By Scott Lloyd DeWitt, Associate Professor of English, The Ohio State University
“Digital media? In an English department? That must be fairly new.” We still catch people by surprise when we talk about the nearly twenty-five years we’ve been working with technology in the Department of English at The Ohio State University. If you consider how much has changed with digital media technology during that time, not to mention how our vision of literary/writing/cultural/textual studies has expanded, our story covers a lot of ground.
We formally began working with technology in the 1980s when we designed the Apple Project, in honor of its initial benefactor. We received a sizeable grant to equip two classrooms with locally networked student workstations where we taught composition using word processors, emphasizing drafting and revision. (Remember, at that time, many students were still using typewriters, a desktop computer cost over $2000, and a basic laser printer cost over $4000.)
In the 1990s, the Apple Project morphed into the Computers in Composition and Literature Program (CCL) in an attempt to broaden its base of involvement within the department. In addition to composition, we offered introductory American and British literature courses where students read early hypertext literature and compiled small websites featuring their research.
The early years of the new millennium signaled a shift to multimodal composing (and yet another name change), expanding our definitions of text and writing to include digital images, video, and audio. Today, the Digital Media Project serves as the research and teaching laboratory for our robust digital media and English studies curriculum for undergraduate and graduate students. Students enrolled in first-year writing courses serve as authors and editors for Commonplace, an online journal and idea-networking site. Undergraduate courses in digital media studies, which appeal to students in a variety of majors, ask students to create audio and video documentary shorts, remixes of American poetry and popular music, visual redesigns of classic novel book covers, and electronic annotated editions of materials in the OSU’s Rare Books and Manuscripts Library. Graduate courses prepare future scholars and college professors for the quickly changing digital landscape in the study and teaching of film, folklore, literature, disability studies, composition and rhetoric, and professional and technical writing.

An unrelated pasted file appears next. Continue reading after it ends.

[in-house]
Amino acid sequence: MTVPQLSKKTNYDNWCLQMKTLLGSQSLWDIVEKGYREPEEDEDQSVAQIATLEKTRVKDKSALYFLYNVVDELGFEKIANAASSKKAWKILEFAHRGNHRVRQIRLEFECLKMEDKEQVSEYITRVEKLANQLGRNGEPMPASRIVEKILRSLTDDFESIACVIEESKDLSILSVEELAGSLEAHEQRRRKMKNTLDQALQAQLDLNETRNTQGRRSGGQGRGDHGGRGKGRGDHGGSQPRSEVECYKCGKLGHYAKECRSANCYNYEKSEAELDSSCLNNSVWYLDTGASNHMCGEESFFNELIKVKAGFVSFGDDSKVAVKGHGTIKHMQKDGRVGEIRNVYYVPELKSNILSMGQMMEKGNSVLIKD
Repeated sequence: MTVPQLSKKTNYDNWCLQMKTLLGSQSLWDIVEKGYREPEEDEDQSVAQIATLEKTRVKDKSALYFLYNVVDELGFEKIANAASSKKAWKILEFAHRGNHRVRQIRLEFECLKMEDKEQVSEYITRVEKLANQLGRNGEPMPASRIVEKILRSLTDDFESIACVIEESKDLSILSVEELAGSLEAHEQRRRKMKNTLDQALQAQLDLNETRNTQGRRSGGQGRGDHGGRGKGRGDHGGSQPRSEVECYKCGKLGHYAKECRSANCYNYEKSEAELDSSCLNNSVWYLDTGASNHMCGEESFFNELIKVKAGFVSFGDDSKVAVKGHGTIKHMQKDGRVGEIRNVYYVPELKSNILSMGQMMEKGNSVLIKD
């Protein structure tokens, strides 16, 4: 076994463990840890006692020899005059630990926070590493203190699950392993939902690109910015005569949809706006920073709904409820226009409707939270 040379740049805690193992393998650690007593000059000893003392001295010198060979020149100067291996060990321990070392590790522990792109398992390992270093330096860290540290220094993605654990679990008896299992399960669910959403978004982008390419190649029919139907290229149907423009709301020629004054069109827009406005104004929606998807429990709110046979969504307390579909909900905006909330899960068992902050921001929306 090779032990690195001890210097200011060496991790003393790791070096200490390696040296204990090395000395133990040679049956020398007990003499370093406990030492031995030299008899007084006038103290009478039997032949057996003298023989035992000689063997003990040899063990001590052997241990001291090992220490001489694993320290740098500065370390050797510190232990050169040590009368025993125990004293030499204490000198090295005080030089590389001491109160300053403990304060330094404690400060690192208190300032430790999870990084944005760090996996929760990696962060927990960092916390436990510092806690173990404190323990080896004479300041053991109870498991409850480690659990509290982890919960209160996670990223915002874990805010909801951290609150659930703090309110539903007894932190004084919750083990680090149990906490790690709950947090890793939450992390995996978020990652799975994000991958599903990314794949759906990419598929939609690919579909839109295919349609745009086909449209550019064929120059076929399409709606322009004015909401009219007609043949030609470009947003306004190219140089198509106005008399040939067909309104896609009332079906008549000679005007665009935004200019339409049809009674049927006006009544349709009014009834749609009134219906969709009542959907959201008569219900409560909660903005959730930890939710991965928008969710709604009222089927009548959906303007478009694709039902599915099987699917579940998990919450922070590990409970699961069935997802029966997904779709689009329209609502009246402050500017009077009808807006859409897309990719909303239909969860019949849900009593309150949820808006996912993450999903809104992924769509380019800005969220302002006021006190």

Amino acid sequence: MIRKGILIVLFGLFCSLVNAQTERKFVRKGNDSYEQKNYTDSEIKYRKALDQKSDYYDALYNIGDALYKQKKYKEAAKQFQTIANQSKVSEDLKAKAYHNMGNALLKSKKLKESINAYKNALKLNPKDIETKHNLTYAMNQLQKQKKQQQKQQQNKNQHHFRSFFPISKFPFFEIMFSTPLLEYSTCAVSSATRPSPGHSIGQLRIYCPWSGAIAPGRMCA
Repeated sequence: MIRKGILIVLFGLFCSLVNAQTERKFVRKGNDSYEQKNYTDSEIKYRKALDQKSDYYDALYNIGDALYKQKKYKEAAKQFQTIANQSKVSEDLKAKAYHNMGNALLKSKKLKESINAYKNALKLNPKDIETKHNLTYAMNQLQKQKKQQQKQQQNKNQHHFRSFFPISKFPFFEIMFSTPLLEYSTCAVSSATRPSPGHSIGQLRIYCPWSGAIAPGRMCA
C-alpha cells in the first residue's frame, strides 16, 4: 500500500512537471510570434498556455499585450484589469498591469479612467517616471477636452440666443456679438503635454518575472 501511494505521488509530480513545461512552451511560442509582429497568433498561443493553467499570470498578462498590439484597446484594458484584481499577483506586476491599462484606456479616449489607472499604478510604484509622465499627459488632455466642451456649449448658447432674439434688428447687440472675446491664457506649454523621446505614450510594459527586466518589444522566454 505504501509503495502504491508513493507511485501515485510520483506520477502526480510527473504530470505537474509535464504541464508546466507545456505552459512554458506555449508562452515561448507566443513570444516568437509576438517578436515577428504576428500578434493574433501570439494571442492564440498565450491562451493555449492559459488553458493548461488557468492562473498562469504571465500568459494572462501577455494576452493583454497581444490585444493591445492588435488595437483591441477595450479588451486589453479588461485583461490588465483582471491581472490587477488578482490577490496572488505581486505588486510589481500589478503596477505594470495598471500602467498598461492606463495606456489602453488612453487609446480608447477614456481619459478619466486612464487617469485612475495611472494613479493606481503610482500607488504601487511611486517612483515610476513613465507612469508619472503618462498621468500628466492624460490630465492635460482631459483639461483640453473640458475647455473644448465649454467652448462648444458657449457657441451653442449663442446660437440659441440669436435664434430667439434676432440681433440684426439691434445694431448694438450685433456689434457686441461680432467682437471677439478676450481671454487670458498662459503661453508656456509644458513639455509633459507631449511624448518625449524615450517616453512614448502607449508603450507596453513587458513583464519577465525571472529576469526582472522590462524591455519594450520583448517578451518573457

Projects growing out of and supporting digital media studies in the English Department include Harlot: A Revealing Look at the Arts of Persuasion, a digital magazine dedicated to exploring rhetoric in everyday life. The Digital Archive of Literacy Narratives is a publicly available archive of personal literacy narratives in a variety of digital formats that together provide an historical record of the literacy practices and values of worldwide contributors. Students enrolled in an undergraduate writing course worked with the Archive to create The Literacy Narratives of Black Columbus Project, an ongoing effort designed to collect, preserve, and share the rich history of individual Black citizens' literacy practices and values in their homes, families, churches, and community centers within Columbus, Ohio. Finally, the Digital Media and Composition Institute sponsors a visiting scholars program and invites graduate students and faculty from across the country to attend a two-week seminar on using digital media effectively in the teaching and research of composition.
Regardless of the decade or the technology, our aim remains the same: to re-examine and re-imagine new forms of composing, literacy, and communication in our scholarly endeavors and learning environments. To view a Flash text about Digital Media Studies in the Department of English at Ohio State, click here.
Scott Lloyd DeWitt currently directs the First-Year Writing Program at The Ohio State University. He was the director of the Digital Media Project from 2002-09.
Top: An instructor consults with her student about a paper in the department's new computer classroom (1987).